Yes, it took some assertive action on the part of someone else…but I was still the one that had to get over my “I don’t want to” and “I can’t.”
But I did it and it opened up my world in a way that I wasn’t expecting.
Now I have a new hobby that is FUN. Even cooler, I have a new way of getting around that I can use instead of a car. Being out of my comfort zone feels great.
Riding a bike, I can see parts of parks and town that I haven’t been able to up until now.
My world became bigger.
My life became bigger.
This is exciting.
In the past half year, I’ve done things that I wasn’t sure I could or even that I wanted to. But if I had the time and money and it was relatively safe, I’ve tried to say yes, even when I wanted to say “I can’t” or “I don’t want to.” Especially when I want to say those things! (Learn fun and safe ways to say YES here)
Out of Comfort Zone = Happy
Let me explain something here. I can be happy in a lot of different ways.: sitting on the floor playing with my granddaughters, reading a good book, or sitting with friends chatting over coffee or wine. I never thought I needed more excitement in my life.
Yet, it came a knocking and I decided to answer the door. In the past few months, I’ve done the following.
- I went sailing.
- I’ve ridden on a motorcycle.
- I’ve gone to two music festivals in other states. Big crowded ones.
- I went to an opera.
- I’ve met new people.
- I took a new job.
- I’ve rented an apartment in a part of town that I thought was beyond my means.
- I biked 15 miles.
Some things I liked and some I didn’t like as much.
Yet, each and everything I did that was out of my comfort zone changed me. By getting out of my comfort zone, I’ve become more comfortable in my own skin.
I don’t feel like life is passing me by. I feel like I am living it more fully than I ever have. Being scared or slightly uncomfortable at times is good for me.
A few years ago, life kicked me out of my comfort zone. Consequently, I chose to not only stay there but to embrace it. For a while it seemed like it was just going to be…you know…uncomfortable. In those three years I moved four times, went out with 36 different guys (yes, I kept count), learned to live on my own, and started this blog.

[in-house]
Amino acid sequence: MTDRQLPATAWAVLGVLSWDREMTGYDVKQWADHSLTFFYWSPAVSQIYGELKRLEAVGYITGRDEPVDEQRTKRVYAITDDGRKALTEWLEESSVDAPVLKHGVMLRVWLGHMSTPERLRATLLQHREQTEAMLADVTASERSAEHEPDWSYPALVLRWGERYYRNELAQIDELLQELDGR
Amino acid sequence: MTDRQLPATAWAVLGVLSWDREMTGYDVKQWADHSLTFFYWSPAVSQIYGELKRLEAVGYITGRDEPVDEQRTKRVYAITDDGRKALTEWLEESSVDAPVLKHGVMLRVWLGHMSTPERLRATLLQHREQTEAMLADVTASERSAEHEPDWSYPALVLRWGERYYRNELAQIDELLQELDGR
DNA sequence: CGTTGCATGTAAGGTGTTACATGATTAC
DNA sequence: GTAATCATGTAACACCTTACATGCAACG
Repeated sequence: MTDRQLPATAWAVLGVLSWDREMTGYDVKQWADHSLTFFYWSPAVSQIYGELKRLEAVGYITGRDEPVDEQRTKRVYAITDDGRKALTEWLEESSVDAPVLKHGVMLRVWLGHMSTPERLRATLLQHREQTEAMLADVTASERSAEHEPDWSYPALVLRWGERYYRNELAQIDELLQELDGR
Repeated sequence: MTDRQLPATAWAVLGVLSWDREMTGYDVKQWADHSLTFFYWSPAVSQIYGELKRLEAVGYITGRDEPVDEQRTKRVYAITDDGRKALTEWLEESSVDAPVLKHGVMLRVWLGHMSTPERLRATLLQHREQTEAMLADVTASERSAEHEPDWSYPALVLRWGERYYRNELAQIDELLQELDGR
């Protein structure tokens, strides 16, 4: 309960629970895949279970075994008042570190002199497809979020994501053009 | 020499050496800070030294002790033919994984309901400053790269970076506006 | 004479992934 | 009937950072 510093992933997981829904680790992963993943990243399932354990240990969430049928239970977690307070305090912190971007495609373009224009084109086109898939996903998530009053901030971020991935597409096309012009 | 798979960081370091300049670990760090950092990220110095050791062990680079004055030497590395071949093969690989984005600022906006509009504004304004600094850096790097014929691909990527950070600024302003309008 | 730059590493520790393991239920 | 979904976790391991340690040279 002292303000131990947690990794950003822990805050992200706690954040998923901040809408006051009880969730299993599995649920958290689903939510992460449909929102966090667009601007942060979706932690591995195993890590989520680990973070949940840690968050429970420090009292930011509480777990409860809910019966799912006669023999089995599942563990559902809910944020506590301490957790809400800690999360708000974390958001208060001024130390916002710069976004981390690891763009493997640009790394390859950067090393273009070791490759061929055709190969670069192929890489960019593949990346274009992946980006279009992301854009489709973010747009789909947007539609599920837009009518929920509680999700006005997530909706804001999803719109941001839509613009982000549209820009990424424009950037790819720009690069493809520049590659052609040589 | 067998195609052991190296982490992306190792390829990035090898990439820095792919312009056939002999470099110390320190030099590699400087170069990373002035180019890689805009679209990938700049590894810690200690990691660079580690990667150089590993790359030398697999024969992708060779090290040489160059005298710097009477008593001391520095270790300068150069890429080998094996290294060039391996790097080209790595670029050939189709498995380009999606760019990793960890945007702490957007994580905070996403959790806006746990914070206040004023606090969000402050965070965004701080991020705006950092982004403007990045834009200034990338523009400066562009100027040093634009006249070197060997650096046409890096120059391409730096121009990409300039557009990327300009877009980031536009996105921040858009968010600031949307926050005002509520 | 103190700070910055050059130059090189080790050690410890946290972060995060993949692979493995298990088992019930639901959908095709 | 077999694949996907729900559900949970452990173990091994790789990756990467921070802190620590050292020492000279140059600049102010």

Finally, I also lost 30 pounds and embraced that I was a fit, healthy woman who loved to look and feel good. Believe it or not, I hadn’t worn shorts or dresses for over 20 years! But I’ve learned to love them now. In addition, I found new hobbies, vocations, and friends. I also deepened connections to old friends.
All of these things created a happier life.
Out of Comfort Zone = Loving Life
Last night, a friend told me that my love of life shows on my face. I believe that—since I am usually smiling and feel a kind of happy anticipation about what’s to come. I’m not exactly sure when I crossed over from having to get out of my comfort zone to choosing to get out of my comfort zone but I do know it’s happened.
And that, as they say, has made all the difference.
Keep showing up my friends!
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I'm a former counselor, career services leader, and college advisor. Now I coach and write at My Think Big Life promoting health and personal growth.